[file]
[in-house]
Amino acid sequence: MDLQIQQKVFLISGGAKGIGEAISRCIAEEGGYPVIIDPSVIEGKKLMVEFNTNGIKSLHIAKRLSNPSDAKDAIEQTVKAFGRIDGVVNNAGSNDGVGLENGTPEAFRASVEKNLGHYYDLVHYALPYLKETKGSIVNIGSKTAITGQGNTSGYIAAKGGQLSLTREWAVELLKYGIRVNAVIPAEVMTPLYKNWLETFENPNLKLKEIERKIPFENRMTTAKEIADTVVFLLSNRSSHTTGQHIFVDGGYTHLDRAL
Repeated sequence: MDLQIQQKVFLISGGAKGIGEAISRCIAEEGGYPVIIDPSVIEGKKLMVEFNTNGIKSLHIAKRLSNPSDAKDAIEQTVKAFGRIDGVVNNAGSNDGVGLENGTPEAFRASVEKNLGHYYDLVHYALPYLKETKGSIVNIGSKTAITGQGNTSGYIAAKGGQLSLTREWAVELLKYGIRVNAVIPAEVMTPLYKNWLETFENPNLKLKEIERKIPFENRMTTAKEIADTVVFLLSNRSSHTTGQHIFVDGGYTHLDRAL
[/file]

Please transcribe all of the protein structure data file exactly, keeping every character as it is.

[in-house]
Amino acid sequence: MDLQIQQKVFLISGGAKGIGEAISRCIAEEGGYPVIIDPSVIEGKKLMVEFNTNGIKSLHIAKRLSNPSDAKDAIEQTVKAFGRIDGVVNNAGSNDGVGLENGTPEAFRASVEKNLGHYYDLVHYALPYLKETKGSIVNIGSKTAITGQGNTSGYIAAKGGQLSLTREWAVELLKYGIRVNAVIPAEVMTPLYKNWLETFENPNLKLKEIERKIPFENRMTTAKEIADTVVFLLSNRSSHTTGQHIFVDGGYTHLDRAL
Repeated sequence: MDLQIQQKVFLISGGAKGIGEAISRCIAEEGGYPVIIDPSVIEGKKLMVEFNTNGIKSLHIAKRLSNPSDAKDAIEQTVKAFGRIDGVVNNAGSNDGVGLENGTPEAFRASVEKNLGHYYDLVHYALPYLKETKGSIVNIGSKTAITGQGNTSGYIAAKGGQLSLTREWAVELLKYGIRVNAVIPAEVMTPLYKNWLETFENPNLKLKEIERKIPFENRMTTAKEIADTVVFLLSNRSSHTTGQHIFVDGGYTHLDRAL